From the Director of Curriculum Innovation and Development
One thing I often say to parents is this: try not to simply ask your daughter how school was, or what they learnt today, rather ask her what great question she asked. Throughout history, it seems to me, that the greater the question, the more important the answer. It is through questioning that we learn.
I was reminded of this at our recent Parent Morning for Year 7 2018; I was speaking with a parent who then asked me a great question: what is the essence of curriculum at St Catherine’s School?
Curriculum is an interesting and complex concept. For instance, I could quite easily describe the content, the subject matter if you will, of what is documented in the curriculum handbooks or that exists in the folders and files on MyStCatherines. I could similarly quite confidently describe the strands that run through our curriculum; strands such as literacy and numeracy or inquiry, collaboration, reasoning, understanding, thinking, or even collaborating. In fact, I could also explain how our curriculum mirrors the words that describe our School: words such as perseverance, which our curriculum teaches, or words such as curiosity, which our curriculum demands, or empathy, which our curriculum supports or integrity, which insists that our curriculum remains relevant and embraces innovation. None of this though truly describes the essence of curriculum – for that, we must delve deeper into the actual DNA of the School.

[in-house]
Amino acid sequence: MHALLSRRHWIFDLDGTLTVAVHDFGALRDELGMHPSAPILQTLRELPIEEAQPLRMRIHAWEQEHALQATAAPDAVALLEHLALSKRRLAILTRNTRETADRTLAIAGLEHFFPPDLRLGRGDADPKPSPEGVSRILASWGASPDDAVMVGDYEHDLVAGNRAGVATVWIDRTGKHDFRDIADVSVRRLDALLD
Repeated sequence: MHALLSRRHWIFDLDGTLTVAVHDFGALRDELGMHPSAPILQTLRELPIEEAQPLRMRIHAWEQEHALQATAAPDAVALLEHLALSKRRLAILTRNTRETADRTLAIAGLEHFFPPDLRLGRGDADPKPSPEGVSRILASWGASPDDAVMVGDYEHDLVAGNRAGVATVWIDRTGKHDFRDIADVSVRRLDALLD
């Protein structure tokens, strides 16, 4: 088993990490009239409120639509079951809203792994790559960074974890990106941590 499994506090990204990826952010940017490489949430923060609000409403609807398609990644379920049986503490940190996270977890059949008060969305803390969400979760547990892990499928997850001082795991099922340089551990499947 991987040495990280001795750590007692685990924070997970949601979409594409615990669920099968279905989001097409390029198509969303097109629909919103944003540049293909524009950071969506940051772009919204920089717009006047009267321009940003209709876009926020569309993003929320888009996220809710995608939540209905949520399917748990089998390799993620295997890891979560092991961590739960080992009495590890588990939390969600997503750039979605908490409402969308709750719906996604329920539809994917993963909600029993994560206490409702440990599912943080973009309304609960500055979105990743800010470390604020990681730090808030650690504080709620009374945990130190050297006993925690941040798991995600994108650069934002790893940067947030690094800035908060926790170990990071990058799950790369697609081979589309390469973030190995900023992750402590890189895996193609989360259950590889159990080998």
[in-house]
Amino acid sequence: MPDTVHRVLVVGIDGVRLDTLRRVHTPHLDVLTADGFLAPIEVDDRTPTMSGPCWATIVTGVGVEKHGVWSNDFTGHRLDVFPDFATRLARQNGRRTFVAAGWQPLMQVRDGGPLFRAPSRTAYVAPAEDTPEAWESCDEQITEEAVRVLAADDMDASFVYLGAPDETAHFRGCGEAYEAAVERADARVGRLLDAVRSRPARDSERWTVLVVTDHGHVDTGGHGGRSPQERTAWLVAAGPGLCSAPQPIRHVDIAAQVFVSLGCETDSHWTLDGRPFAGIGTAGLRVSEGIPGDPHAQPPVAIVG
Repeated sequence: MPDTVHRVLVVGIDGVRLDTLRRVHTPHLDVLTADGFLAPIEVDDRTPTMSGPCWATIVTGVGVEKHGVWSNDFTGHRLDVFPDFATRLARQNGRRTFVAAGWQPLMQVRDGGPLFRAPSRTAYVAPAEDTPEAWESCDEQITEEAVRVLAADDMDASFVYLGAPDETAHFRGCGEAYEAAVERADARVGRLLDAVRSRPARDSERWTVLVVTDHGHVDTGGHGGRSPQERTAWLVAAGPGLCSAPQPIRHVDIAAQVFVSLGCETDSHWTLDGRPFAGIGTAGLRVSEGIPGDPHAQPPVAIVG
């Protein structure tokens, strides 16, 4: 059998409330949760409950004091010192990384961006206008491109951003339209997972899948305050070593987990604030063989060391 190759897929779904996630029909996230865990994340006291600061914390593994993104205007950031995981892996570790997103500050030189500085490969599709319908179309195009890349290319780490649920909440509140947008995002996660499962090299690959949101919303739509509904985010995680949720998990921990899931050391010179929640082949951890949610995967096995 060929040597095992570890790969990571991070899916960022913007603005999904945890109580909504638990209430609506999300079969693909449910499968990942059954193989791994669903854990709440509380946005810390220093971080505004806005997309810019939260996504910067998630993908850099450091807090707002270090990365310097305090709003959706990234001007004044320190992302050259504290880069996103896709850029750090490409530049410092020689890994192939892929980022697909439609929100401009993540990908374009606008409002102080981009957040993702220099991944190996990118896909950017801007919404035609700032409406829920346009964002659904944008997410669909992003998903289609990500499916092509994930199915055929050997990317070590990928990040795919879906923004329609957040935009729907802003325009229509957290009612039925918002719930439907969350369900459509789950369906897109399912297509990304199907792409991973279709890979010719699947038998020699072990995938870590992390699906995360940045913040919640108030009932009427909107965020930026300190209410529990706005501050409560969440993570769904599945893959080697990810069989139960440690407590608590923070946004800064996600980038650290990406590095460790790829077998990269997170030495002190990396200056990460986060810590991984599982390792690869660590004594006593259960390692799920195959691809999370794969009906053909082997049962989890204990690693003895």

In 1896, the founder of the School, Ms Jeanie Hood, clarified the foundational aim, which was simply the challenge to prepare students for life.
Our recent literature states confidently that ‘Her future begins here’ and these are not hollow or throw away words. Central to that future, the great but exciting unknown, is curriculum. Curriculum empowers your daughter to take ownership of her own learning; whether in French, or Maths, Science or Music, Technology, Art or Sport, curriculum embodies empathy, curiosity, integrity, perseverance, and empowerment, excitement and engagement.
Ownership of learning is not simply about content, it is so much more important than that. Ownership of learning is learning for life, and that is the essence of curriculum at St Catherine’s School. Things have certainly changed from the school Ms Hood established with such foresight in Castlemaine 120 years ago, but our DNA remains constant: curriculum empowers students to prepare for life.
A great question, with an important answer. Her future really does begin here.